Punch Drunk Red Hands Ale-Ing, as Kilkenny and McCaffrey’s Have Final Laugh!!!
Some of you may have noticed that Ball-X was a bit quiet yesterday (he says in the hope that some people were engaged enough to even pay heed!).
Yes, one of the many pitfalls of the one man journalistic revolution is the fact that you can’t just go on a lock of pints in Dublin at the weekend and expect to efficiently run a 24/7 sports news website.
I probably took the decision of holding off for today’s review piece whilst drinking my second tin of Orchard Thieves in a South Dublin hotel at half eleven yesterday morning. And believe me, there’s plenty more ‘unprofessionalism’ to come, ladies and gents. So stay tuned as I burn this baby to the ground!
On the topic of depressive mornings…
As one Tyrone supporter put it to me in a Dublin bar last night, “It’s the hope that kills you!”
Unfancied and, perhaps, a little underestimated in the run-up to yesterday’s finale, Mickey Harte’s men enjoyed a champagne opening quarter to the game before the fizz went to goalkeeper Niall Morgan’s head a bit too quickly. The Edendork man’s staggers, again, proving all too costly for Tyrone.
In the space of four minutes, best set plans in sobriety gave way to befuddled carnage – served, if not on, then certainly by the Rocks, in part.
The 1-03 accumulated – Jack McCaffrey’s point, Paul Mannion’s penalty and two quickfire efforts from the right foot of Dean Rock – proved the decisive period of the game and torpedoed what had been a fantastic start for the Ulster side.
True, Tyrone should have been more than the four points they were to the good at that stage. Kieran McGeary and Colm Cavanagh were wayward with efforts before Cathal McShane tugged one left – trying the audacious when continuing to enjoy that most coveted of luxuries, posession, may have been advisable. Tyrone would end the game shooting sixteen wides to Dublin’s six.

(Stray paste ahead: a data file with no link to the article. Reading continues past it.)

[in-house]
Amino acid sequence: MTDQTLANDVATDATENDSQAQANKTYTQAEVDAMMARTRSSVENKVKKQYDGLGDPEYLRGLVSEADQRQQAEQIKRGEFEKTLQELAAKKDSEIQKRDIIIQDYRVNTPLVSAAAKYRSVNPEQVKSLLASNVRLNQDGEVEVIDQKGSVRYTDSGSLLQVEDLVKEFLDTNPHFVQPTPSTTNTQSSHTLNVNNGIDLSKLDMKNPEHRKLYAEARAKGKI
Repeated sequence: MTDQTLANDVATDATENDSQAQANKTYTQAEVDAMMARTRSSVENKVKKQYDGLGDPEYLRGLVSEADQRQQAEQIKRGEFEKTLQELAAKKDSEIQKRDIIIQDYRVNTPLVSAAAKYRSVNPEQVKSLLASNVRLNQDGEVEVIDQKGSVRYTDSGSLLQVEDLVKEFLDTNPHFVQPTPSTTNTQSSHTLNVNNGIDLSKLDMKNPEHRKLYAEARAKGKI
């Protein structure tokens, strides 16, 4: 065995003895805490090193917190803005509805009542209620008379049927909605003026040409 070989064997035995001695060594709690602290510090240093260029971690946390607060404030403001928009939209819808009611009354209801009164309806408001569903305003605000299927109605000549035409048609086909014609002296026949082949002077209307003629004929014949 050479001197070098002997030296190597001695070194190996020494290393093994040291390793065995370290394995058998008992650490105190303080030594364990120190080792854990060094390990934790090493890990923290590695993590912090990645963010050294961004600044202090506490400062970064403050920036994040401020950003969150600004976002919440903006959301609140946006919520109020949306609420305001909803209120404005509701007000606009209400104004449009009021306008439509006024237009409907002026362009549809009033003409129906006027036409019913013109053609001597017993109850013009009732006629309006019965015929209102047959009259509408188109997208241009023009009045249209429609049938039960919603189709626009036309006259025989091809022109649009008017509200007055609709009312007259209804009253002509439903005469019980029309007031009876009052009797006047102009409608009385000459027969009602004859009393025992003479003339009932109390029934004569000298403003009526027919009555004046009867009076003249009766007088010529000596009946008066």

But the assured early confidence that had been a feature of Tyrone’s play in the opening seventeen minutes, dissipated quickly into the blue hue that seemed, not only to envelop the Red Hand supporters in the Croke Park stands, but their clansmen on the battlefield.
The Dubs ran amok, outscoring their opponents 2-06 to a single point in the period between McCaffrey’s 18th minute curled effort to the half-time whistle. Crucial too, Con O’Callaghan and Ciarán Kilkenny’s more significant involvement during the second quarter. Both men combined in the lead up to Paul Mannion winning the Dublin penallty, and whilst the latter began to free himself slowly but surely from Tiernan McCann’s early shackles, the former’s exquisite deftness in bamboozling the Tyrone defence, before laying on for Niall Scully to palm to the net in the 28th minute was, arguably, the game’s most mesmeric moment.
When Conor Lane’s whistle long blasted for half-time the game as a contest had ran it’s course. The seven point margin built by a side en route to lengthening an unbeaten championship run spanning twenty eight matches, four years and two days afforded them to dictate the tempo of the second half.
Pass by pass flickered in front of the eyes and above the heads of the the doomed Tyrone side, and despite a brief interlude, when Mickey Harte eventually took Ball-X’s Saturday morning nugget on board and moved Colm Cavanagh to the edge of Stephen Cluxton’s square, Dublin more or less ambled nonchalantly to victory.
Contemplation for a hungover Monday?
Well, Mickey Harte can, indeed, take heart in being 2018’s ‘best of the rest’. A reality that he and every other manager are forced to face up to is the fact that, for now, that’s just as good as it’s gonna get!
Tyrone have also constructed a platform this year of which to mount a coup to Dublin’s dictatorship. New stars have been born in the likes of Michael McKernan, Cathal McShane, Kieran McGeary and Harry Loughran, whilst the Brennans and Mark Bradley continue to improve. Ronan McNamee and Padraig Hampsey are forging reputations as being up there with the game’s meanest defenders and household names such as Donnelly, McCann and Harte are still sub-30. The wise old head in Colm Cavanagh at thirty-one, probably had his best year in the white and red.
But whilst there is plenty to be positive about, nagging doubts will remain as to Harte’s ability to locate or mould a consistent marquee forward – assets that imprinted on his title winning sides of the noughties in the form of Canavan, O’Neill, Sean Cavanagh and Muggsy.
And so too, the realisation, that Dublin proceeded to Sam Maguire this year without really being truly tested.
The impending fear that Jim Gavin’s team may have a couple of more gears in them is enough to push most rivalling managers to the drink.
There very well may be a lot more hangovers to come.